And the risk-engineers on their staffs know how to hedge away the potential risks at minimal cost, doing it day after day. We know how to interpret the unavoidable evidences of their skills, deducing the ranges of price that they fear might hurt them.

Here is what those "danger zones" for the market-makers have looked like, day after day, for the past 6 months. This history of their unintentional forecasts becomes useful to the less-well-informed investing public.

Two things are important here, the trend of the forecasts, and the daily balances between the upside price change prospect (from each current-day price dot to the top of its range), and the drawdown exposure to the bottom of the range.

We measure the upside-to-downside balances using a Range Index metric where the current price is the percentile up from a range bottom = 0 and a top = 100. That facilitates the examination of how daily prices in subsequent months behave following various levels of up-to-down imbalance.

The nature of a very logical stock like AAPL was illustrated in the article previously referred to. If that commentary is not yet reviewed, it may provide a useful contrast when considering the similar analysis for AMZN, about to be presented.

Here is the array of Range Indexes experienced by AMZN daily over several recent years. As usual, the more extreme imbalances are less frequent, from a median value of 36 (roughly twice as much upside as downside) to a low of 15 and a high of 75.

This is not some formula-derived distribution, but is an actual count of occurrences. Far more distant Range Indexes above 50 (the point of equal upside to downside) skew the distribution to the right. Range Indexes below the median of 36 are concentrated in a narrower span to the left, down only to a Range Index of 15.

It is against this backdrop we will look at the nature and size of subsequent price changes. First, to consider direction of movement. We look to see what proportion of the 63 market days in the next 3 months have a closing price higher or lower than the day of the forecast.

As suggested by the picture of incremental investment capital flows, AMZN's dominant price direction largely has been upward. This picture's right-hand scale indicates that it is rare that as much as one-third of a 3-month span would see lower prices.

What is unusual here is that even with high Range Indexes, a large, and increasing, part of the time sees higher prices. The picture for AAPL was characteristic of a "value" stock. As prices rose in the forecast range, the investment value proposition declined - lower returns, at less frequency.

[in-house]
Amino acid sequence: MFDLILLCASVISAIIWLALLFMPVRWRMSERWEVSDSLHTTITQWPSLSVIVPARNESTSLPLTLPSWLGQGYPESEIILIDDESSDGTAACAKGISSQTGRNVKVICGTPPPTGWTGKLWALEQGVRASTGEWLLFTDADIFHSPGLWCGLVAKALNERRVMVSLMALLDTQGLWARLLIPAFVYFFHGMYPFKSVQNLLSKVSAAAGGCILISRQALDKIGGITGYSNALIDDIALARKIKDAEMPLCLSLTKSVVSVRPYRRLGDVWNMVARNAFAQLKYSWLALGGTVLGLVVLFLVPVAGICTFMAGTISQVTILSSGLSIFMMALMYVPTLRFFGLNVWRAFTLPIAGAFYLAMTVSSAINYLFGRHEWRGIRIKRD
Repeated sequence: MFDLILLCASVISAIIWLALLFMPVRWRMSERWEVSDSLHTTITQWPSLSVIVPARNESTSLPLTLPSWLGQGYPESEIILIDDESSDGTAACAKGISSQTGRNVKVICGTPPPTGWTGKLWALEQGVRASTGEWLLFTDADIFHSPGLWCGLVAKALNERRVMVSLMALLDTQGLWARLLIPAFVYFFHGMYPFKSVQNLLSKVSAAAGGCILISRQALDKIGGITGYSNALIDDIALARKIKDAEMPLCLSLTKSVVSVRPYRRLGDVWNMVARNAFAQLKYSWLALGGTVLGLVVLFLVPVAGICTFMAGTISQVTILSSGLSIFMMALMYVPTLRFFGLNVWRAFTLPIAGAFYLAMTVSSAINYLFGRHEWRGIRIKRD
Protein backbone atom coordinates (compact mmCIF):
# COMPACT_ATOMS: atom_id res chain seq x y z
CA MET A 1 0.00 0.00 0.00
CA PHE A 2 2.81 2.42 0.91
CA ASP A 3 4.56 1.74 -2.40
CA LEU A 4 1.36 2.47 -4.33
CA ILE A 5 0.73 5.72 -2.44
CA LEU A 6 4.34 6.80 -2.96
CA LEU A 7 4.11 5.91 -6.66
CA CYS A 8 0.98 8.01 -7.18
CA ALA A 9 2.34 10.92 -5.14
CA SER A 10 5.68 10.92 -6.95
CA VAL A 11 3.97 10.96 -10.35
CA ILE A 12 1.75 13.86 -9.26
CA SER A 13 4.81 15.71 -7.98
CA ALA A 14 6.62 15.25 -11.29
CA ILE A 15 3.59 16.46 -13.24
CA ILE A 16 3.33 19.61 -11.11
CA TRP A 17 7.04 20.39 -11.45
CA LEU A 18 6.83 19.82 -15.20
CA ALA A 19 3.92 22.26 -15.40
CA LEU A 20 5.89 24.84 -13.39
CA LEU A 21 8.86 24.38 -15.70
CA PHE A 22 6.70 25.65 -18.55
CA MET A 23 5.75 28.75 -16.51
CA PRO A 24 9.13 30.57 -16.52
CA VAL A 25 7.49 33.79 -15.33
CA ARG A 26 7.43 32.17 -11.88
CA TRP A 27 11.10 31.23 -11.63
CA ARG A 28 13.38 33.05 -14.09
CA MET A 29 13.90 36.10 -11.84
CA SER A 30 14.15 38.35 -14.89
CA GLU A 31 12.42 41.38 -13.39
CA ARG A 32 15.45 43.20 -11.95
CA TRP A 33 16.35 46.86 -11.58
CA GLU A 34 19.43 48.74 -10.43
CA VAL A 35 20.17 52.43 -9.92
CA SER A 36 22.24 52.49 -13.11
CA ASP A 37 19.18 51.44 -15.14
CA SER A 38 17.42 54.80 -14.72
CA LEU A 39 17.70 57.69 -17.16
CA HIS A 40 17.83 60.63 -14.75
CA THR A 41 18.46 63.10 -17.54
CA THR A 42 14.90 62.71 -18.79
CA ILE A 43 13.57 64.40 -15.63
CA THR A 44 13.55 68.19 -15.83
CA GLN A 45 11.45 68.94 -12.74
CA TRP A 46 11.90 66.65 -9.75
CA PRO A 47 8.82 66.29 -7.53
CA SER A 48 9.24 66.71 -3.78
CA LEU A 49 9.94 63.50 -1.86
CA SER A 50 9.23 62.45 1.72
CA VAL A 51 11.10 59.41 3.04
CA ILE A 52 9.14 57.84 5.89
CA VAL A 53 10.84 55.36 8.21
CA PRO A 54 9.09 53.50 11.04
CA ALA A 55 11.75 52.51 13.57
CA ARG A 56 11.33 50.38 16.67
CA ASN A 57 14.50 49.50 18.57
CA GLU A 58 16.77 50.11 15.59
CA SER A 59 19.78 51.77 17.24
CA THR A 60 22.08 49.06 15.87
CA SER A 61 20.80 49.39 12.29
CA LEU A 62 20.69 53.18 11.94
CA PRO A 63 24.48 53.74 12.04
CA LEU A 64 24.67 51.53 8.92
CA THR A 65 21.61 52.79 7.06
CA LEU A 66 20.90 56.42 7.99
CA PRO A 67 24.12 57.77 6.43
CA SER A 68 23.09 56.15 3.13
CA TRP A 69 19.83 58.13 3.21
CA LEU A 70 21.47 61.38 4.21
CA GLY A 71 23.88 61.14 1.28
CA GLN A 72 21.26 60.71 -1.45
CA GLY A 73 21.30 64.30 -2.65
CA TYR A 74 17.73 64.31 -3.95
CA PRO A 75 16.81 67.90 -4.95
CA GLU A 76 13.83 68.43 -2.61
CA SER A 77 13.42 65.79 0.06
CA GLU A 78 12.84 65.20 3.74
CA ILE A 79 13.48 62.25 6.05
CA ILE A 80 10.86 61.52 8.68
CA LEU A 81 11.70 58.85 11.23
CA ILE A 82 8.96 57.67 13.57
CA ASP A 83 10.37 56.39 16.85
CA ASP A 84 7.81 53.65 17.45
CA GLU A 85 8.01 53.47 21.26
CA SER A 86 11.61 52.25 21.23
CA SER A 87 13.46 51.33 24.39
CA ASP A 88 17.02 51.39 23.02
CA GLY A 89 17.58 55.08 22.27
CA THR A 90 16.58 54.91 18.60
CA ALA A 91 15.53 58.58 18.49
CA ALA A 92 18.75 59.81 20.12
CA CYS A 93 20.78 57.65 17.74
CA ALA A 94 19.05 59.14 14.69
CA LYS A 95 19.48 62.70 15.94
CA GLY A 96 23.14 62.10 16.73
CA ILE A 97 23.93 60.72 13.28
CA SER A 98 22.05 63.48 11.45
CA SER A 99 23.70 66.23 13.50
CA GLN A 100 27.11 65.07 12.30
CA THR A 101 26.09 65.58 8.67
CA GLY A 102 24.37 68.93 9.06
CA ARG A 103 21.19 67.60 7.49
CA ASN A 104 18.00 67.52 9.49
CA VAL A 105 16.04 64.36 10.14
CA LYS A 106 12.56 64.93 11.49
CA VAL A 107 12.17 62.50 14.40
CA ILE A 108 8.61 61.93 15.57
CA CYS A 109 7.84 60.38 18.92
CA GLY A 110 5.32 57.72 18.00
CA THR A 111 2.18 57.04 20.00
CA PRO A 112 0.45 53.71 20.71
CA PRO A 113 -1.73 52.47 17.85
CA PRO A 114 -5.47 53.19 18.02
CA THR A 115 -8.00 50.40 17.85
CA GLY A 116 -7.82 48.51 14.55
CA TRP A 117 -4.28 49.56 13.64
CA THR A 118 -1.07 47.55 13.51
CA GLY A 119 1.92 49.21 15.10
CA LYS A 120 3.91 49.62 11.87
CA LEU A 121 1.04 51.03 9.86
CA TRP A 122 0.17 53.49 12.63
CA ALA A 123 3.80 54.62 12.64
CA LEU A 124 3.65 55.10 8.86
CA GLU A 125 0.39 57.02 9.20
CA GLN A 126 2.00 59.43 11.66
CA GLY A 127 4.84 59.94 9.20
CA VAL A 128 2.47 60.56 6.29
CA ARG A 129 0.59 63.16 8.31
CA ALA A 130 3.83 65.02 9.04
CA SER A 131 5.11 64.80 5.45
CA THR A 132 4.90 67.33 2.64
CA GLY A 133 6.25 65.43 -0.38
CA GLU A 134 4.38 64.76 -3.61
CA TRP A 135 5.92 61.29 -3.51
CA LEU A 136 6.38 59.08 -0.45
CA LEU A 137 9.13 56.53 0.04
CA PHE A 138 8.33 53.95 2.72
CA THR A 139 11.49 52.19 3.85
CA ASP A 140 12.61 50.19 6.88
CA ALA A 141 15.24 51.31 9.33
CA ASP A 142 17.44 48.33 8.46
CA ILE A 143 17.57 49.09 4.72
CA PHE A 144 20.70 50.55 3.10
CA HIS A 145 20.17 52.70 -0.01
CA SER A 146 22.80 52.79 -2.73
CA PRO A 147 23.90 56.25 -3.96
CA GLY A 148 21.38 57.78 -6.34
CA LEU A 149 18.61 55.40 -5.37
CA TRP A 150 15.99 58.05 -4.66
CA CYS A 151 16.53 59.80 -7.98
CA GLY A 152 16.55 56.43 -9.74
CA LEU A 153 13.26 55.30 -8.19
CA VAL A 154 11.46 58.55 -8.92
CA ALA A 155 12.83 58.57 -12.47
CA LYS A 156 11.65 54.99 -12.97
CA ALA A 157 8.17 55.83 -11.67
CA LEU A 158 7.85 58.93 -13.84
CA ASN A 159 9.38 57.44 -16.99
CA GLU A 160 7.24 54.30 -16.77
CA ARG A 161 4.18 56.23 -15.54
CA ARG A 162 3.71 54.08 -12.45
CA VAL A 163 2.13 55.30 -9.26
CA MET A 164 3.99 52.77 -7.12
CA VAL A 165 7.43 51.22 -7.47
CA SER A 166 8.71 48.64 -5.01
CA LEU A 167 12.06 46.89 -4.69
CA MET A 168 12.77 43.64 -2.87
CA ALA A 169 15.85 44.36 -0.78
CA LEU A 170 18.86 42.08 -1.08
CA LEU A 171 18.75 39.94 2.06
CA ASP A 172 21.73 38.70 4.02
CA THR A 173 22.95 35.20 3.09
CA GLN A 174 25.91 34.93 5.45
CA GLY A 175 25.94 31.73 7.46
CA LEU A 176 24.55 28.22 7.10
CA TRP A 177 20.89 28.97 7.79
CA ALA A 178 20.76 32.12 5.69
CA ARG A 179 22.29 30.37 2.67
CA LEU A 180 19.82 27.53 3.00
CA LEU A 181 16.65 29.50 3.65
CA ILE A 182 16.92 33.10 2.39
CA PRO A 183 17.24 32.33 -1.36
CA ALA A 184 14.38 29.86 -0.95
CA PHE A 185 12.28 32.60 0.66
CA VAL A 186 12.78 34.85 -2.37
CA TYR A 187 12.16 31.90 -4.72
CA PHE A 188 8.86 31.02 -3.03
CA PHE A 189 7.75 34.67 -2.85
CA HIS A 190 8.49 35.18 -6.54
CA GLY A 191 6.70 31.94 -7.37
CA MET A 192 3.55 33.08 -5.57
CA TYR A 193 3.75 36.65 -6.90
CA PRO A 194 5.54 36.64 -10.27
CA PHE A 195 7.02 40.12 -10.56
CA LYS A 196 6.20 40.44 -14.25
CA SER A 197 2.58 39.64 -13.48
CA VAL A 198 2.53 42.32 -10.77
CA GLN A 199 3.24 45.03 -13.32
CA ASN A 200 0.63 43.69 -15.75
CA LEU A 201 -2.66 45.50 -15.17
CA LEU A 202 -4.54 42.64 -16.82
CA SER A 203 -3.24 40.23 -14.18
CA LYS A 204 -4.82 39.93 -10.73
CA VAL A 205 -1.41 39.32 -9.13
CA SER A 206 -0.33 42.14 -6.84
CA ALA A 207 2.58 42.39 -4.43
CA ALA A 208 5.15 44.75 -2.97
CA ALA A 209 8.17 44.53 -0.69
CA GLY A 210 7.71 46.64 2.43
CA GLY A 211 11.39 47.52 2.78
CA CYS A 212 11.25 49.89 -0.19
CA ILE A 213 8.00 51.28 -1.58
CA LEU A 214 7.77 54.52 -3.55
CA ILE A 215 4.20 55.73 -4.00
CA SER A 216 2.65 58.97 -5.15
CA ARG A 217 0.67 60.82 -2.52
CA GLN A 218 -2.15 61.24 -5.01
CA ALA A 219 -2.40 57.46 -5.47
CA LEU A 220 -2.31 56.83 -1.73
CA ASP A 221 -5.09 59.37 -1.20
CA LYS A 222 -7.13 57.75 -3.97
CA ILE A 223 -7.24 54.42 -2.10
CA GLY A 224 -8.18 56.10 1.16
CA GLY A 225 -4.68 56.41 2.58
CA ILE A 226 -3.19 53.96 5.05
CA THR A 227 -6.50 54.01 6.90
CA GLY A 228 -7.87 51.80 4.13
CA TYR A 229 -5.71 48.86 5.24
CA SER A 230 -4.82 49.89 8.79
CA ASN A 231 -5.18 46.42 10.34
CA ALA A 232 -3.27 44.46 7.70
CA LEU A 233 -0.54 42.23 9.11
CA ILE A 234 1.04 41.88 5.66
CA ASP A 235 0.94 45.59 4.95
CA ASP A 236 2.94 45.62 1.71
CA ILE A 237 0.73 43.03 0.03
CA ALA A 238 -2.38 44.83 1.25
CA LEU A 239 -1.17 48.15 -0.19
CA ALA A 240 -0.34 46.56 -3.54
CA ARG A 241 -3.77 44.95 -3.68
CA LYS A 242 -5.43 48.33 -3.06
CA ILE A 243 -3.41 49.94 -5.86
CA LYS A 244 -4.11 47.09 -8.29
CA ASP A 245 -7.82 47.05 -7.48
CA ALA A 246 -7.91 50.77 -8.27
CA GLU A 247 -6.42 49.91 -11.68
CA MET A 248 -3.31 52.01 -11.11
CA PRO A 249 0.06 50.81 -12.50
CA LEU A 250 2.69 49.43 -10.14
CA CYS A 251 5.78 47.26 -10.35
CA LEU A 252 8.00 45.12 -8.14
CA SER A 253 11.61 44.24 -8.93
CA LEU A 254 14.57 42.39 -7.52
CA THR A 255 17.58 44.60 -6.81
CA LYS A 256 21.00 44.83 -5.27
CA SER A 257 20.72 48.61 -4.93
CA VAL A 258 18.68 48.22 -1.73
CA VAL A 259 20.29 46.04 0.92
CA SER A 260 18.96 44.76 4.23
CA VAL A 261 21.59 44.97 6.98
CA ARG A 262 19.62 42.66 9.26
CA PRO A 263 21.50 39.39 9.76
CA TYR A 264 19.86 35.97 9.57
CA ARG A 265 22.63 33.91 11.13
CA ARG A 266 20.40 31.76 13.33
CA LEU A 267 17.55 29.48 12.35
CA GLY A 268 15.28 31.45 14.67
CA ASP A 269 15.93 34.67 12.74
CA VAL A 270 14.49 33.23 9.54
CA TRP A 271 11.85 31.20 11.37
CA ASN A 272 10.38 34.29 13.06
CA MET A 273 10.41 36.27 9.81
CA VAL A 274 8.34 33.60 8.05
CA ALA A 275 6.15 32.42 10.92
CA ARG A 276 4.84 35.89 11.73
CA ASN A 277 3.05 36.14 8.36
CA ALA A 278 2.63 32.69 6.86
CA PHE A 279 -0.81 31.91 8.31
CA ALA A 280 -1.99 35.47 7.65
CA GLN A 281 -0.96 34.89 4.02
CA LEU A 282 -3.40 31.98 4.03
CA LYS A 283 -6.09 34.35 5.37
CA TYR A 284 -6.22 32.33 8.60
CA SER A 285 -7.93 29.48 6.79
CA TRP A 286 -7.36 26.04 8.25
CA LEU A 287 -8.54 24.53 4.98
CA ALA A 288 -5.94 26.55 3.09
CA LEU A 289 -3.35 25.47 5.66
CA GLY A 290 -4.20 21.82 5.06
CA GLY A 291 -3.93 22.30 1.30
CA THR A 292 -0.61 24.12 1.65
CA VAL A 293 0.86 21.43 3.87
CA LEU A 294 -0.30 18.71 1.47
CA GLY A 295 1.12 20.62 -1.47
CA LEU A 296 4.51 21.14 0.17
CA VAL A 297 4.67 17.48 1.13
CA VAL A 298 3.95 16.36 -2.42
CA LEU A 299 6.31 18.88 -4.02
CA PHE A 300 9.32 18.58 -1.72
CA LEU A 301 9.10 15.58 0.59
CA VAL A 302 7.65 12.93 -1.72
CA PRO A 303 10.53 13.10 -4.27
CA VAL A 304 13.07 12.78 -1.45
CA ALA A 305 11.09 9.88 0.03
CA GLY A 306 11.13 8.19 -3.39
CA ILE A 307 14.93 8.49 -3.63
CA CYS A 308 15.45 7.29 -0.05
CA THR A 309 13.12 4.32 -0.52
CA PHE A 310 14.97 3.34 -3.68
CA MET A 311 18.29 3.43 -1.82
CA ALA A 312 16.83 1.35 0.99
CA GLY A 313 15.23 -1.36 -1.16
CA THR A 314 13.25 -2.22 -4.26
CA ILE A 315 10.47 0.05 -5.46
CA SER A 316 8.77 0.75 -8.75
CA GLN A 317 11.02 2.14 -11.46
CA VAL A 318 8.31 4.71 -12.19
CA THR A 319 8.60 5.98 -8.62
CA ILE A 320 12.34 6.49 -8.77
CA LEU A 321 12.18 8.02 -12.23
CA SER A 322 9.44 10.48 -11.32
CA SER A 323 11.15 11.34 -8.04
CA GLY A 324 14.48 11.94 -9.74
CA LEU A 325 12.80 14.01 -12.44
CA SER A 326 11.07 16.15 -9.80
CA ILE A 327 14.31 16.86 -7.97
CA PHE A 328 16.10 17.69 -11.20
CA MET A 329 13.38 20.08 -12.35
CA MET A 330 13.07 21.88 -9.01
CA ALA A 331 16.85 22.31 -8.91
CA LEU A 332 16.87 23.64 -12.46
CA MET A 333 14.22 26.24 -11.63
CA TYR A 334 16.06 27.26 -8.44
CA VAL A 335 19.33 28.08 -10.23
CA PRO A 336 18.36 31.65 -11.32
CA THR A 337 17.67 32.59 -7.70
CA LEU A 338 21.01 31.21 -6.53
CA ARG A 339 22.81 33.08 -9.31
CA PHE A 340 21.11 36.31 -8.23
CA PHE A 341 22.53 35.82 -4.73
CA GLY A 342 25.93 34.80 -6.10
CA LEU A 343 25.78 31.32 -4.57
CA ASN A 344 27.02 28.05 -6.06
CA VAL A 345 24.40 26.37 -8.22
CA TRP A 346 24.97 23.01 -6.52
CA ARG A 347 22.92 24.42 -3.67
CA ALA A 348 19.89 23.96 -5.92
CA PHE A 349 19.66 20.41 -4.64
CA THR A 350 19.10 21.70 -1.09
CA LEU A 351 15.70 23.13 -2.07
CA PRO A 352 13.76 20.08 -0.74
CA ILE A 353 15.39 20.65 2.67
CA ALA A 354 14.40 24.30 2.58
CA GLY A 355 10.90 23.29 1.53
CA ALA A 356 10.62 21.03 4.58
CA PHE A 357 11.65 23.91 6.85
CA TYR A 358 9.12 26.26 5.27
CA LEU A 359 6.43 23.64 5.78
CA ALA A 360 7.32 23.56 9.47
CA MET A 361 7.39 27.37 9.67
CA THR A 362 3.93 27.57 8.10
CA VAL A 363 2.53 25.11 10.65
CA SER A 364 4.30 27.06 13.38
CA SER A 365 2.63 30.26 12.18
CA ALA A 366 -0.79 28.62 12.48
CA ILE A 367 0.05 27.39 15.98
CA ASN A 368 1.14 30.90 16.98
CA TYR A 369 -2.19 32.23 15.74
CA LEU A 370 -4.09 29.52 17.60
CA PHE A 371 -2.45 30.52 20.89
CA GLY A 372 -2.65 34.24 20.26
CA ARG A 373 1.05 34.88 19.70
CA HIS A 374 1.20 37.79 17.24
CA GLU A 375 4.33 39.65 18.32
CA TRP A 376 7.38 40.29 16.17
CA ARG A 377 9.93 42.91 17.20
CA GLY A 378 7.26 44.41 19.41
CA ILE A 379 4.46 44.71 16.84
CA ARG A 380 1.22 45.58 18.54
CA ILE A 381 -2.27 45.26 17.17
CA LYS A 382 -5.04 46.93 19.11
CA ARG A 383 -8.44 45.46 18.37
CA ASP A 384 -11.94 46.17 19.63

The opposite character, of poor returns following prices dropping in the forecast range, is typical of what are pathetically called "growth" stocks. They often are accompanied by high Range Indexes when both price and forecast ranges are in an uptrend. These are really trend-follower or "momentum" stocks that often lead to "buy high and sell low" results. Their bell rarely rings clearly, loudly, or early enough to avoid serious drawdowns.

AMZN is a strange hybrid in character, having both natures. The least opportunity seems to be presented where the frequency is the greatest. Looking at the size of price changes involved tends to reinforce the quandary.

Combining the Odds and the Payoffs histories, and netting the odds-weighted losses against the gains, produces the expected result. Basically, it suggests, "wait until either extreme Range Index appears before acting."

The present Range Index is 25, offering a history of gains three times as large as drawdown exposures, with gains available three times as often as prices are below cost.

When we put this background together with our often advocated set of time-efficient investment management disciplines, it reveals a 5-year history of 134 prior Range Indexes at least as attractive as the present. That is about 10% of the time.

Investments in all 134, on the day after each forecast, offered a cumulative average return of 7.3% in typical holding periods of 29 market days (6 weeks) for an average annual rate of gain of 84%. Profits were earned in 82% of the ventures, and the costs of the others are included in the net gains just indicated. Maximum drawdowns in each instance averaged -6%.

That's not exactly ugly, so if the reactions of big-money investors in the near future are like what they have been in a fairly large sample over a rather diverse market time period, an investment in AMZN may well reach an 11% higher sell target before the next 3 months are up. But no guarantees.

By the way, if AMZN behaves in the future the way it has in this past, and so do all the other 2,000+ stocks we cover, it would outperform 95% of the rest.

Disclosure: I have no positions in any stocks mentioned, and no plans to initiate any positions within the next 72 hours. I wrote this article myself, and it expresses my own opinions. I am not receiving compensation for it (other than from Seeking Alpha). I have no business relationship with any company whose stock is mentioned in this article.